Ten days since the stunning presidential election of 2016. We’ve heard and seen innumerable news stories, opinion pieces, theories of how it all happened and where we might go from here. The great and greatly missed Jon Stewart has said we should try not to paint all Trump supporters with the broad brush of his worst and most offensive rhetoric. I’m trying…

Among the many protesters since the election are groups of high school students in Montgomery County, Md., who walked out of their classes this week and marched in protest toward the White House and other prominent locations in Washington, D.C. They are rejecting the hateful rhetoric of the campaign. Negative comments on social media have included: “Get back to class, you crybabies!”

I enthusiastically applaud these protesters, many of whom are too young to vote, but are still intent on making their voices heard. The naysayers who are telling them to “shut up and get back to class” are the same ones who will be complaining in a few years about how our apathetic young people can’t be bothered to vote. Make up your mind, do you want them engaged or not? Or only when they agree with you?

The right of protest is sacred in this country. We know that the many citizens who protested during this country’s Civil Rights Movement were told to shut up and go home. Decades earlier, the Suffragettes who marched to demand women be given the right to vote were told to shut up and go home. Thank God these earlier protesters had the determination and the balls to soldier through malicious oppression and unspeakable violence against them.

I am grateful to those who are marching now because I hope with all my heart that people in other countries around the world see the many protests that have taken place this week, and understand that not all Americans are satisfied with how the election turned out. I hope they read the stories explaining that Secretary Clinton actually won the popular vote and understand that not all Americans bought into the hateful rhetoric and scare tactics aimed at people of color and our marginalized brothers and sisters.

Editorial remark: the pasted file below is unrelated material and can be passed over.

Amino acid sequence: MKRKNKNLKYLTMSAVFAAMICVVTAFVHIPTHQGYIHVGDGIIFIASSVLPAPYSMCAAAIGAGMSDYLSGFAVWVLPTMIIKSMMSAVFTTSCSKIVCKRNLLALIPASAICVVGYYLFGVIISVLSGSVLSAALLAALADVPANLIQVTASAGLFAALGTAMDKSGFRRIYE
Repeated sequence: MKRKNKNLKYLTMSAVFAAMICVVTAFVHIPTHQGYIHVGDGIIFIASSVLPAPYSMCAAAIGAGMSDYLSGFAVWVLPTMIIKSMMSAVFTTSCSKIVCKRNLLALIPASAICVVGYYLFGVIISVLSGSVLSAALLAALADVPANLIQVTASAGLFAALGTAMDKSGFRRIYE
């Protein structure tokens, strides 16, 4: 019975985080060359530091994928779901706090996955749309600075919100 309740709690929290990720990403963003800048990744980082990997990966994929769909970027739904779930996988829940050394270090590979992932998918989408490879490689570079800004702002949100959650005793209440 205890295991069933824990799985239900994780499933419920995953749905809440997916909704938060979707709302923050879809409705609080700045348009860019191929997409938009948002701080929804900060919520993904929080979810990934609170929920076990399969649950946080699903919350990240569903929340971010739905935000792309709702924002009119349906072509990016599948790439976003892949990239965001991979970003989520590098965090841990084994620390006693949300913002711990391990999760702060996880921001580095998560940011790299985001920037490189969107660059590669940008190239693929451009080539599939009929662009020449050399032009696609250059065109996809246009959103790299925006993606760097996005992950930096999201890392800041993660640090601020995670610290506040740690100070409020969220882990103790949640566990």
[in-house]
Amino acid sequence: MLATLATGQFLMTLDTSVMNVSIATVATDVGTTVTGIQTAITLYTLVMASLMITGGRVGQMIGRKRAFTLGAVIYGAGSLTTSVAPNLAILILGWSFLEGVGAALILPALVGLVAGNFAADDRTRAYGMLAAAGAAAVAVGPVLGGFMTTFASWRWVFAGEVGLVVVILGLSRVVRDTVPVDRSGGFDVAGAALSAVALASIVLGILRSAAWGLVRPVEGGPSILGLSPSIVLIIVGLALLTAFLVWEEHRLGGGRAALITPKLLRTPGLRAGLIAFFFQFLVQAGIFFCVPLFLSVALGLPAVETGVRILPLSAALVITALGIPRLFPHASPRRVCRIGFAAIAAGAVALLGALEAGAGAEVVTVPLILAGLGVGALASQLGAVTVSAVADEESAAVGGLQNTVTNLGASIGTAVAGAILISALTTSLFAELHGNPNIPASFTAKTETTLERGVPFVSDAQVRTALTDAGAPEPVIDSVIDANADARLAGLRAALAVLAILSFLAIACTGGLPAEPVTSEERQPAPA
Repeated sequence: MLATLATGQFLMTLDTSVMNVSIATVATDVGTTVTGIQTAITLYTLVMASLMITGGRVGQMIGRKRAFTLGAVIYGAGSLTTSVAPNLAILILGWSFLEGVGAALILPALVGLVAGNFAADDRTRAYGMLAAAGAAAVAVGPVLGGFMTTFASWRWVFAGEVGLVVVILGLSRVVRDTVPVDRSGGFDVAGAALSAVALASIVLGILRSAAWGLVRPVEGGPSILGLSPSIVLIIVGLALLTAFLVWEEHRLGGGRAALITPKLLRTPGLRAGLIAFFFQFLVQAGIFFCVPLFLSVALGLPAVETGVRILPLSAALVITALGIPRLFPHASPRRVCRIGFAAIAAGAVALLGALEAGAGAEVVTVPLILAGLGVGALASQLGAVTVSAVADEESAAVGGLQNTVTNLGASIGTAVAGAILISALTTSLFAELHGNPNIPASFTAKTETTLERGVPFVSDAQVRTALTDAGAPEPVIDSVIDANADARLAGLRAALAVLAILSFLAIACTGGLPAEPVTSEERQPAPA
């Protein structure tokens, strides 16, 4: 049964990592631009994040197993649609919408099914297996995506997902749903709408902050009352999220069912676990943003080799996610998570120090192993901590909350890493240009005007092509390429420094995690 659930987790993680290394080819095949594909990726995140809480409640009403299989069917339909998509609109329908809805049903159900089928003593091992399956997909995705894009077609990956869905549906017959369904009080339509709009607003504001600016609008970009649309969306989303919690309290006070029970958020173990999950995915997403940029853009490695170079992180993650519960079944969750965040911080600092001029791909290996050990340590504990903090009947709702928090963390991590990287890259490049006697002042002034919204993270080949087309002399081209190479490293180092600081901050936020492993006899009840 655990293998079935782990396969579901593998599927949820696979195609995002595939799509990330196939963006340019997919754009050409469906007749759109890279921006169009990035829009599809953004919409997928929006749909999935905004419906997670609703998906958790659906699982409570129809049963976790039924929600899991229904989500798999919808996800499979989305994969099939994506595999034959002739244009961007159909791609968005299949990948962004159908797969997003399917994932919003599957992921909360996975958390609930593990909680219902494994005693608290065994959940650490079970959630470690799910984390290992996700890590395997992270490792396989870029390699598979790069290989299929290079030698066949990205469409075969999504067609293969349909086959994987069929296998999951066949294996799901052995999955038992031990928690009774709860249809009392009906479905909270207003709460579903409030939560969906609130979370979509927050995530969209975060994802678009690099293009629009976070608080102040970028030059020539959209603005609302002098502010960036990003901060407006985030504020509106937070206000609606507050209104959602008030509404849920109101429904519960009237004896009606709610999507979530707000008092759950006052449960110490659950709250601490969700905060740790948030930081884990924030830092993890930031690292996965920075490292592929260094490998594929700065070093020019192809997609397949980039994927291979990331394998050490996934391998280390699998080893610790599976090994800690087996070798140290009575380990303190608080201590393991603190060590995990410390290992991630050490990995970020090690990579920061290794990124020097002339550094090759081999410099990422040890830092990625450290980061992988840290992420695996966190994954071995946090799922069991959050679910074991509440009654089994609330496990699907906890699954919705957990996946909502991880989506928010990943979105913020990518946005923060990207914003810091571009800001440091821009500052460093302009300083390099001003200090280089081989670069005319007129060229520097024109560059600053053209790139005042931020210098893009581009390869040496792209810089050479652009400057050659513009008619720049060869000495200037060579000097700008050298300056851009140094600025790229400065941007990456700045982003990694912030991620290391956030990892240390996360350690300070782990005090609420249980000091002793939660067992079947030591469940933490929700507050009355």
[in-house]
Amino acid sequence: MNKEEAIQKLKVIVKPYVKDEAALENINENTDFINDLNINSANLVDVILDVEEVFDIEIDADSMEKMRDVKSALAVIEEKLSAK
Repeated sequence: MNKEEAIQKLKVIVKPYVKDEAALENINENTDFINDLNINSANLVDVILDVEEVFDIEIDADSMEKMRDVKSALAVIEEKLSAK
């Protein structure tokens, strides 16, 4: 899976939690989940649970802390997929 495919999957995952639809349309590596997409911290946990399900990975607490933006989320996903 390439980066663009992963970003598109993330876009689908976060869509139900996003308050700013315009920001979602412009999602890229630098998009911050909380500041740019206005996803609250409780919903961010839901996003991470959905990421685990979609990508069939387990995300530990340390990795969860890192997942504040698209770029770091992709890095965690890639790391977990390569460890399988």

The power of a pin

Following the Brexit vote in Britain this past summer, many British citizens wanted to convey a message of inclusion, so began wearing safety pins on their clothing. A safety pin worn for all to see is meant to send the message that people of color and marginalized communities are “safe” with the person sporting the pin.

Now this trend is catching on in this country as well. Last week, I bought a collection of safety pins to wear, sending the same message of inclusion, tolerance, and acceptance. And just this morning, I signed a pledge online saying that if the new administration does follow through with a suggestion put forth during the campaign to create a national registry for Muslims, I will register as a Muslim as well. Not because I am one, but because I am reminded of a Protestant pastor in Nazi Germany, Martin Niemoller (1892-1984), who was a vocal opponent of Nazi rule. Niemoller is probably best remembered for the following quote:

“First they came for the Socialists, and I did not speak out-
Because I was not a Socialist.
Then they came for the Trade Unionists, and I did not speak out-
Because I was not a Trade Unionist.
Then they came for the Jews, and I did not speak out-
Because I was not a Jew
Then they came for me – and there was no one left to speak for me.”

Peace to you.

I’ll get up again

By Kelly Z. Conrad
What a ridiculous week it’s been. I struggle to find light in the darkness. Never have I been more relieved that I don’t have children because I would hate to have to try to explain the events of this week to a child.